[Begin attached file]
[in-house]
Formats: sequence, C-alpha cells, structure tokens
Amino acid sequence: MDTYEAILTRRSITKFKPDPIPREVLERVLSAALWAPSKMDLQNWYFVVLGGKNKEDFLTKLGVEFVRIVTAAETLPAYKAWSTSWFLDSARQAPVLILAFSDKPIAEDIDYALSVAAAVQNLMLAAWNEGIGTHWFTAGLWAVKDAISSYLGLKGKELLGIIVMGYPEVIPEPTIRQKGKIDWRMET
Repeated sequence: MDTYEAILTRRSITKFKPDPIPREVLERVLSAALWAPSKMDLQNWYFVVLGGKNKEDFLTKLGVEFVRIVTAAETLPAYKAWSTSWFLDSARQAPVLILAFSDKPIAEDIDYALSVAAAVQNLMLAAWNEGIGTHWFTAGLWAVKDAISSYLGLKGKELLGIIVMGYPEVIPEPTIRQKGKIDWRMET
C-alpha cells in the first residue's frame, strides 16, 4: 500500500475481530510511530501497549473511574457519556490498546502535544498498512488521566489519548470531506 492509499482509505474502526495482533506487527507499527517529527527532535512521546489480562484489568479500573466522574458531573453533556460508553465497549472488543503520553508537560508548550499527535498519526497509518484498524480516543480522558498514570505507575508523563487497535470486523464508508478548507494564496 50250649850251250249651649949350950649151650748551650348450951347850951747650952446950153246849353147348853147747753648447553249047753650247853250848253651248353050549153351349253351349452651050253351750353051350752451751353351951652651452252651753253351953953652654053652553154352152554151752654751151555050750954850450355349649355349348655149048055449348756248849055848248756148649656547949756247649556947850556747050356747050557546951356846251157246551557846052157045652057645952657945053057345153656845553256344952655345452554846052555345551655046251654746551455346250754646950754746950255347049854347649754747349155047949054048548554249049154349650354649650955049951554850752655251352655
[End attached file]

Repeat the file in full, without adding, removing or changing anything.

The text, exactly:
[in-house]
Formats: sequence, C-alpha cells, structure tokens
Amino acid sequence: MDTYEAILTRRSITKFKPDPIPREVLERVLSAALWAPSKMDLQNWYFVVLGGKNKEDFLTKLGVEFVRIVTAAETLPAYKAWSTSWFLDSARQAPVLILAFSDKPIAEDIDYALSVAAAVQNLMLAAWNEGIGTHWFTAGLWAVKDAISSYLGLKGKELLGIIVMGYPEVIPEPTIRQKGKIDWRMET
Repeated sequence: MDTYEAILTRRSITKFKPDPIPREVLERVLSAALWAPSKMDLQNWYFVVLGGKNKEDFLTKLGVEFVRIVTAAETLPAYKAWSTSWFLDSARQAPVLILAFSDKPIAEDIDYALSVAAAVQNLMLAAWNEGIGTHWFTAGLWAVKDAISSYLGLKGKELLGIIVMGYPEVIPEPTIRQKGKIDWRMET
C-alpha cells in the first residue's frame, strides 16, 4: 500500500475481530510511530501497549473511574457519556490498546502535544498498512488521566489519548470531506 492509499482509505474502526495482533506487527507499527517529527527532535512521546489480562484489568479500573466522574458531573453533556460508553465497549472488543503520553508537560508548550499527535498519526497509518484498524480516543480522558498514570505507575508523563487497535470486523464508508478548507494564496 50250649850251250249651649949350950649151650748551650348450951347850951747650952446950153246849353147348853147747753648447553249047753650247853250848253651248353050549153351349253351349452651050253351750353051350752451751353351951652651452252651753253351953953652654053652553154352152554151752654751151555050750954850450355349649355349348655149048055449348756248849055848248756148649656547949756247649556947850556747050356747050557546951356846251157246551557846052157045652057645952657945053057345153656845553256344952655345452554846052555345551655046251654746551455346250754646950754746950255347049854347649754747349155047949054048548554249049154349650354649650955049951554850752655251352655